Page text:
During my nutrition assessment and diet review, we discovered that a normal “go-to” food was most likely the culprit. The manufacturer changed the ingredients and the family was unaware that this “go-to”food now contained whey protein (a component of milk). The best way to identify product ingredients is by reading the actual packaging label that corresponds to product contained within that packaging or call the product manufacturer.  Product websites do often have ingredient information; however these sites are not always kept up to date and may misguide your label reading judgement.

Please remember that product manufacturers view their ingredients as commodity items. They know what ingredients can be changed or substituted and will do so when prices increase or supply is interrupted. Food manufacturers do what they can to continue to produce their products while making a consistent level of profit without changing the price on the grocery store shelf. As commodity prices change, their manufacturing process may change and they do not have to warn consumers about any changes in how they manufacture or in the ingredients they use.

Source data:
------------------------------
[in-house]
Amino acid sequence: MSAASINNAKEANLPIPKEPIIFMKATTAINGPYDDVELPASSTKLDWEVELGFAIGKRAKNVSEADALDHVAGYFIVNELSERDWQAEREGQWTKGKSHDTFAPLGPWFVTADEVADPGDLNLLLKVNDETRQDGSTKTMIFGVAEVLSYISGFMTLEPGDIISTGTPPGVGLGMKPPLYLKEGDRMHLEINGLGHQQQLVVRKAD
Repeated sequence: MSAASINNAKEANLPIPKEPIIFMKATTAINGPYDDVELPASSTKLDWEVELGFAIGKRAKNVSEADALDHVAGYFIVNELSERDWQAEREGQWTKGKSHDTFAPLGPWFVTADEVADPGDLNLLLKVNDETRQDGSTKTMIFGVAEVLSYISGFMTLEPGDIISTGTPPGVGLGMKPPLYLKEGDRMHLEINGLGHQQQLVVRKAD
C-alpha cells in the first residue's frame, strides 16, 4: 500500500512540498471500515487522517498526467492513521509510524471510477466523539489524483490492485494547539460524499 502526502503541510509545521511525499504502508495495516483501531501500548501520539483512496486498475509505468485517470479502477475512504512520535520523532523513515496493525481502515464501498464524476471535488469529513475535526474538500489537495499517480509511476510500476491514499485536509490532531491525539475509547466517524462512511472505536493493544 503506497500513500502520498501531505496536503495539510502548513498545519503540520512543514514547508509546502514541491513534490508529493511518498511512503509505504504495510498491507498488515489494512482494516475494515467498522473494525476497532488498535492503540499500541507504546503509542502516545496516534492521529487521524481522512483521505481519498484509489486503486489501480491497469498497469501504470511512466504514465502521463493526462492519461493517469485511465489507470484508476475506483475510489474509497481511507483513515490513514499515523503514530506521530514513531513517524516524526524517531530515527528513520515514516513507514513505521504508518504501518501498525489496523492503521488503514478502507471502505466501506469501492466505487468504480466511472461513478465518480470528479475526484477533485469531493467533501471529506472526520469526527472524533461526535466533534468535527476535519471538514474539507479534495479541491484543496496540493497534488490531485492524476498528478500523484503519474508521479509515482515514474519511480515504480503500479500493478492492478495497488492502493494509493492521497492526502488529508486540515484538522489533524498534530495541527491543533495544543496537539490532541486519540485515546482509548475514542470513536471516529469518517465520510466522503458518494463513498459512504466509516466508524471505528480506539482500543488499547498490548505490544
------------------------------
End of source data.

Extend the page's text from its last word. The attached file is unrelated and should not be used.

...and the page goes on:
Read every food label every time.

Fortunately, there are apps for smart phones that help track ingredients in products with a quick scan of a bar code or QR code. Technology can seem quite invasive in our lives today but in this case, it can be a huge benefit to someone who is buying groceries to accommodate multiple diets types within a family.

4. Avoid cross contact at home

Cross contact or cross contamination for example occurs when one food without milk touches a food with milk. Some children are so sensitive to milk proteins that this type of accidental exposure can result in anaphylaxis.

One way to help avoid cross contamination is by designating one shelf in the refrigerator as the “milk-free shelf.”